Twenty years ago, Deb Aspling joined the United States Air Force Reserves as a registered nurse so she could serve her country and travel the world.
She recently got a chance to do both.
Aspling, 47, served in support of Operation Enduring Freedom, a military operation to defeat terrorism in Afghanistan.
She returned on Oct. 31 after serving nearly three months of active duty in southwest Asia as a lieutenant colonel.
"I'm lucky to have the opportunity to serve our country this way," said Aspling, who also works as Lodi Memorial Hospital's chief operating officer and vice president of patient care.
Aspling could not participate in the Desert Storm effort a decade ago because she was 6 months pregnant with her youngest child.
She was able to answer the call of duty this time. It was her first deployment in the two decades she has served in the reserves.
Aspling, commander of the air medical evacuation squadron for the 349th Air Mobility Wing at Travis Air Force Base, could not
describe her experience in great
detail because of security issues.
In her unit, she's in charge of transporting and stabilizing injured soldiers to military hospitals or picking up casualties.
The job can be challenging, especially given the working conditions of the desert region where temperatures ranged from 120 to 140 degrees during the day, Aspling said.
The air medical evacuation team made numerous trips throughout southwest Asia during her active duty stint.
Her job entails assembling 800 pounds of medical equipment to create critical care units inside airplanes in short notice with the help of two technicians.
The team was tasked with handling a wide range of problems, from military personnel who suffered heart attacks to heavy equipment injuries, she said.
The Air Force handles about 80 percent of such transports from all military branches, Aspling said.
Aspling stayed in military encampments, similar to tent cities, in different regions, she said.
"I told people I was going to the spa since there was sand and it was warm," Aspling joked.
But it was far from the luxury of such accommodations.
She bunked with other military personnel, hanging sheets up for privacy. She often had to walk up to a mile to use the restroom, using a dim flashlight to find her way in the dark. She also had 300 pounds of personal gear to tote.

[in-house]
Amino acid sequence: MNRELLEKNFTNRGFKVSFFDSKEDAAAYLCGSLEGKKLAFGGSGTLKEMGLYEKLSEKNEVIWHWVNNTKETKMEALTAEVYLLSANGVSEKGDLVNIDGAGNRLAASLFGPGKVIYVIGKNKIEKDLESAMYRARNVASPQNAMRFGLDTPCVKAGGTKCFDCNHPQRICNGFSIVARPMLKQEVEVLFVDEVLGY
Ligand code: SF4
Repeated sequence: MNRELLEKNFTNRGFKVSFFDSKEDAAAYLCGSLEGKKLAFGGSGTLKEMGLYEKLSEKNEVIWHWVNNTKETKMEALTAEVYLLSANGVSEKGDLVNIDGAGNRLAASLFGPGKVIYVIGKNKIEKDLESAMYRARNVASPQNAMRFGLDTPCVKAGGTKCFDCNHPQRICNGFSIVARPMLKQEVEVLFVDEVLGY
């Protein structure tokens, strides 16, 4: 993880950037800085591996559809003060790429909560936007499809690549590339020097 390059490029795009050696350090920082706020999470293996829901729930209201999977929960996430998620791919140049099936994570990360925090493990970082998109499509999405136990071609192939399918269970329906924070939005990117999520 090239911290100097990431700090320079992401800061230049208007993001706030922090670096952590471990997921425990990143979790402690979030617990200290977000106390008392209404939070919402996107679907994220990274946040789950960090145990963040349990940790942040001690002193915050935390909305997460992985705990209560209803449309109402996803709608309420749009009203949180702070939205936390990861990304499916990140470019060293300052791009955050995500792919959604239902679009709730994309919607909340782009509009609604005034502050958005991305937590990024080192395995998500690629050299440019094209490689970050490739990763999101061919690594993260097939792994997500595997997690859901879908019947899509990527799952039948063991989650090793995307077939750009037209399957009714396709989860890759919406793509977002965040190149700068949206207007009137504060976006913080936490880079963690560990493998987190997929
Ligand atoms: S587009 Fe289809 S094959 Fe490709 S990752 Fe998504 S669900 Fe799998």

"It's amazing how basic you can live and you do just fine," she said.
Despite the conditions, morale remained high among the military personnel, according to Aspling. "The spirit was incredible," she said.
When she was not on a mission, she spent her time working out to stay in top physical shape, she said.
She also took hospital papers to work on and wrote four papers for her fellowship with the American College of Healthcare Executives.
Aspling said the trip was a chance of a lifetime. "I got to see parts of the world that were not on my vacation list," she said. "But I'm very glad to be home."
She came to appreciate the spectrum of colors upon her return, comparing them to the tan tones of the desert and military uniforms. "You forget there is color to everything," she said.
As part of her reserve duties, she transports military or U.S. Department of Defense patients to military hospitals a couple weekends a month to maintain her skills.
Col. Ron Rutland, who is the operations group commander for the 349th unit, said Aspling is an outstanding example of a citizen-airman.
"Her dedication to duty and her country is what makes the United States the land of the free," he said.
Six people have been deployed from Travis Air Force Base for missions, she said.
Aspling was thankful for the hospital supporting her military service, saying it can be a hardship for some employers. "The hospital has just been great," she said.
The hospital administrator has worked almost nine years at Lodi Memorial, including five in her current position.
She has been catching up with e-mail and hospital work since returning home.
Carol Farron, Lodi Memorial's spokeswoman, said Aspling wears many hats at the hospital. She oversees nursing and diagnostic services and the eight hospital clinics and works with medical staff.
"Her responsibilities are quite hefty. We missed her a lot when she was gone. It's hard to find someone to pinch hit for her," Farron said.
A couple of hospital leaders helped out with her job while the administrator was serving overseas, she said.
Farron said hospital officials respected Aspling's call to duty and the sacrifice her family made in her absence.
"We're glad to have her home safe and sound," she said.
Aspling lives in Sacramento with her husband, Bart, who is also a commander in the air medical staging facilitator in the reserves at Travis. The couple have four grown children and an 11-year-old daughter.
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